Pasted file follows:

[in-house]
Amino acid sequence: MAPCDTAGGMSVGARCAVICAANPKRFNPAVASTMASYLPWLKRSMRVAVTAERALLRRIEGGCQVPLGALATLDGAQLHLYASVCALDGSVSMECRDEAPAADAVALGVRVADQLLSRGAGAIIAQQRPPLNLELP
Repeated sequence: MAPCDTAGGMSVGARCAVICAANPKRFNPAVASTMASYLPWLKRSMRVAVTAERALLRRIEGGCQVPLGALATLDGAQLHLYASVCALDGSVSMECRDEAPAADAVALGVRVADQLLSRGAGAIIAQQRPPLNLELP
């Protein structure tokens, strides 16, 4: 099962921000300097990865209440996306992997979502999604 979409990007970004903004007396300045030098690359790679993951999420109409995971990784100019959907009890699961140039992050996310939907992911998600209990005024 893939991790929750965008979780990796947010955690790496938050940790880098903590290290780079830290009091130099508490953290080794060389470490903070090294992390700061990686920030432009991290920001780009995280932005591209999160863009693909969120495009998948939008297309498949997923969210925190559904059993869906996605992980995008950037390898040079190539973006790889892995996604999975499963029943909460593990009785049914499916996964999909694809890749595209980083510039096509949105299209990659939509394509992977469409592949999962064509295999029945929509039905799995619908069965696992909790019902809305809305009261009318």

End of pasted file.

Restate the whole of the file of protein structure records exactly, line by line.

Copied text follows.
[in-house]
Amino acid sequence: MAPCDTAGGMSVGARCAVICAANPKRFNPAVASTMASYLPWLKRSMRVAVTAERALLRRIEGGCQVPLGALATLDGAQLHLYASVCALDGSVSMECRDEAPAADAVALGVRVADQLLSRGAGAIIAQQRPPLNLELP
Repeated sequence: MAPCDTAGGMSVGARCAVICAANPKRFNPAVASTMASYLPWLKRSMRVAVTAERALLRRIEGGCQVPLGALATLDGAQLHLYASVCALDGSVSMECRDEAPAADAVALGVRVADQLLSRGAGAIIAQQRPPLNLELP
């Protein structure tokens, strides 16, 4: 099962921000300097990865209440996306992997979502999604 979409990007970004903004007396300045030098690359790679993951999420109409995971990784100019959907009890699961140039992050996310939907992911998600209990005024 893939991790929750965008979780990796947010955690790496938050940790880098903590290290780079830290009091130099508490953290080794060389470490903070090294992390700061990686920030432009991290920001780009995280932005591209999160863009693909969120495009998948939008297309498949997923969210925190559904059993869906996605992980995008950037390898040079190539973006790889892995996604999975499963029943909460593990009785049914499916996964999909694809890749595209980083510039096509949105299209990659939509394509992977469409592949999962064509295999029945929509039905799995619908069965696992909790019902809305809305009261009318």